Diesel engines in small cars could have had their day, as VW readies clever mild hybrid tech to boost its petrol engines’ efficiency.
The new 48-volt electrical system with boosted battery will improve petrol engines’ emissions by between six and eight g/km of CO2, according to VW’s development boss Dr Frank Welsch. Combined with the added cost required to get diesel engines through tougher emissions tests, this could make diesel powered small cars a thing of the past.
“Today diesel engines are more expensive [than petrol engines] and this distance is going to grow as we have to work to tougher standards,” said Dr Welsch. “We have enough customers for diesel in cars like Polo now, but that might not be the case forever.”
“A 48-volt mild hybrid would work on Polo and Golf,” Dr Welsch confirmed. “It offers better recuperation and near silent start/stop so you don’t feel the engine cutting out and starting. With a cruising function also you will achieve savings starting at around six to eight g/km of CO2 and in real-life conditions.”
New VW MQB platform variant for Polo
Dr Welsch also revealed details of the new variant of the VW MQB platform, which has already formed the basis of 58 models across the group and eight million vehicles sold. MQB A0 will underpin 2017’s new VW Polo and then be used across the group’s small cars with next generation SEAT Ibiza, Skoda Fabia and a range of smaller SUVs set to use the new platform.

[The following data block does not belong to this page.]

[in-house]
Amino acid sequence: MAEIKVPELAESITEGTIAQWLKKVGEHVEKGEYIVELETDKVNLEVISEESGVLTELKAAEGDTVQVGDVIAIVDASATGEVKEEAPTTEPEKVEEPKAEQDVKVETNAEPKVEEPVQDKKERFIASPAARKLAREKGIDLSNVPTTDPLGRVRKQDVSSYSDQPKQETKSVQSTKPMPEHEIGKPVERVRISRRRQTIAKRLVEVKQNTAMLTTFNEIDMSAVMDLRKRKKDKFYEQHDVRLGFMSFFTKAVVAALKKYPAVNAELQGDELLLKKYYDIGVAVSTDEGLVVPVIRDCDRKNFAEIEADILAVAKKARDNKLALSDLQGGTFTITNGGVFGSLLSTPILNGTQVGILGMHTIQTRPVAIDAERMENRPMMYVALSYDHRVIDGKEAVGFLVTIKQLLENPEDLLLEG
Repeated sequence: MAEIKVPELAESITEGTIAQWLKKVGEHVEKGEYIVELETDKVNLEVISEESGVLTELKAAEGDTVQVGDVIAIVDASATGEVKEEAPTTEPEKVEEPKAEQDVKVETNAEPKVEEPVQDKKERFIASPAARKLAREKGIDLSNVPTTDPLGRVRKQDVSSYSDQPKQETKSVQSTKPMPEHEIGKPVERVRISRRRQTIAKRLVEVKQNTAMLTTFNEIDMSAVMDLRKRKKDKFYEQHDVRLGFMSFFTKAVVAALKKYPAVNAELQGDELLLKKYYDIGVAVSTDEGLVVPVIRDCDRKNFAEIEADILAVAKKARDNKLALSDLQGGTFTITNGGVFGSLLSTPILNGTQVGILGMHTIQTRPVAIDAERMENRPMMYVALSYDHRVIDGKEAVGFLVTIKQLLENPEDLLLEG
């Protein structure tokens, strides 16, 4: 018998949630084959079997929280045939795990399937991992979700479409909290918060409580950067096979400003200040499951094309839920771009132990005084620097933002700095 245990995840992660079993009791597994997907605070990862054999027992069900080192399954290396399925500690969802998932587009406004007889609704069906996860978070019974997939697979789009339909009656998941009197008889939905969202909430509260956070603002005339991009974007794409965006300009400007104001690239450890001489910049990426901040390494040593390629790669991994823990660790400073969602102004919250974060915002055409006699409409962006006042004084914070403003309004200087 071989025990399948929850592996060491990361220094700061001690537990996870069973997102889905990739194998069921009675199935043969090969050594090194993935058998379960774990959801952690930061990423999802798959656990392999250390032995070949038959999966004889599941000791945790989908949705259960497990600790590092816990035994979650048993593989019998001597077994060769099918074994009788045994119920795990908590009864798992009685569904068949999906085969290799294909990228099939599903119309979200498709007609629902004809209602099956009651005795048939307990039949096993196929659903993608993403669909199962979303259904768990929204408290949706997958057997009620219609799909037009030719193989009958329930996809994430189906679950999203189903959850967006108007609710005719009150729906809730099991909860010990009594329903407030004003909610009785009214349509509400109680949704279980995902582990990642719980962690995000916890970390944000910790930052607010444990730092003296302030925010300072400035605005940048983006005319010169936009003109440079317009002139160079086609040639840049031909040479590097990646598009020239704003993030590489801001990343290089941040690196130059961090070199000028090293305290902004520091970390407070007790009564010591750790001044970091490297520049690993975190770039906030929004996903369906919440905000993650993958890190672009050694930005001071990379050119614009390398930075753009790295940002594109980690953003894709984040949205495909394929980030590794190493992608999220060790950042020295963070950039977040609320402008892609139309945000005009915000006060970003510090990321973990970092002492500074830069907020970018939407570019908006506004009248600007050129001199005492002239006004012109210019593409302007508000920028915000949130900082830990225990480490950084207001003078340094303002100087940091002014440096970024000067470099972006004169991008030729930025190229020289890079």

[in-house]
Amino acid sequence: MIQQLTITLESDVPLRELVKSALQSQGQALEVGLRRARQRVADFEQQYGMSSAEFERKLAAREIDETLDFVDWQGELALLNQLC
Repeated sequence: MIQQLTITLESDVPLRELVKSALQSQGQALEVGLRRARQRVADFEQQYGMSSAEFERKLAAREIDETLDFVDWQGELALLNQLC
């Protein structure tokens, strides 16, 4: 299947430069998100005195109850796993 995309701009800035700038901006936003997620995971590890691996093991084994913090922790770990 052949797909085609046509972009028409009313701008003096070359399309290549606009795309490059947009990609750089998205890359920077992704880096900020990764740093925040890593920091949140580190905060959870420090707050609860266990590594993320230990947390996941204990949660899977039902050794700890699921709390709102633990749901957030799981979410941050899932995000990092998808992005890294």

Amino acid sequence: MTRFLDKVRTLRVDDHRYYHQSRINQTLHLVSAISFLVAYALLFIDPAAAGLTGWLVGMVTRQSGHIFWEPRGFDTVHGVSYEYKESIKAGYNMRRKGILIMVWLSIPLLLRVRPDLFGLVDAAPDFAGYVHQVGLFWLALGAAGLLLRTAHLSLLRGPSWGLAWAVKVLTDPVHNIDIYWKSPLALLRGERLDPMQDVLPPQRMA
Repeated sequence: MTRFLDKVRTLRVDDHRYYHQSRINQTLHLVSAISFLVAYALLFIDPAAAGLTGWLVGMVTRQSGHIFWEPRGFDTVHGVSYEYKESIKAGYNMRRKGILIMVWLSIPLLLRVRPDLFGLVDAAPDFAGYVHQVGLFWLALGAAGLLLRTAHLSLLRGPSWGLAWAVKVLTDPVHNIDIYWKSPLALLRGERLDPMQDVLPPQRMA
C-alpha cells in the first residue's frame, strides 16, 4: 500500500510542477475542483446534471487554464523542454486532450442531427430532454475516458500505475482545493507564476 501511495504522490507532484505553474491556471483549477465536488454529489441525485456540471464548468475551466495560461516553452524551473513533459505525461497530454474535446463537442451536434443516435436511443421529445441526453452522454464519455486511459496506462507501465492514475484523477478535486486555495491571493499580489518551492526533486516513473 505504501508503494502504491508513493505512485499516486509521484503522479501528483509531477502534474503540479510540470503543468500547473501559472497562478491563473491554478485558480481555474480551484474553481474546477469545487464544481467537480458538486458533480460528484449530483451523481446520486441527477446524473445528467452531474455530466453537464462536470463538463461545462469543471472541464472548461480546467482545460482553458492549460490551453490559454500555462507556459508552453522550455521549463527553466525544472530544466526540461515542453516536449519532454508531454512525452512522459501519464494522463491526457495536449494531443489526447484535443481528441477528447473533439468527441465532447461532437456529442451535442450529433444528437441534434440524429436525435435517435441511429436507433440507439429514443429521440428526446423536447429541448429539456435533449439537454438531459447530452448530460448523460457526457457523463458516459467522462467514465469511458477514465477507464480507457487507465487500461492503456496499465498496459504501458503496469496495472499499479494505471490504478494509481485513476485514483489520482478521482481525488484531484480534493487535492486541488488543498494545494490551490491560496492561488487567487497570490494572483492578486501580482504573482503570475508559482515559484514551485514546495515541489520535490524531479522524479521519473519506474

As well as weight and cost benefits, MQB A0 also brings a range of advanced driver assistance technologies that haven’t yet been seen on small cars. It’ll also mean that vehicles as diverse as the Polo and the five meter-long VW Atlas SUV will be built on MQB platforms, with length differences of over one meter.
VW bosses have also hinted at the need to fill the gap between next year’s even larger Polo and the up! city car, although it might not wear a VW badge. VW has confirmed two further group brands – one to be used in emerging markets and one for its smart mobility solutions – but Skoda and SEAT offerings are also expected to fill that gap.
Do you think small diesel cars will become a thing of the past? Let us know in the comments…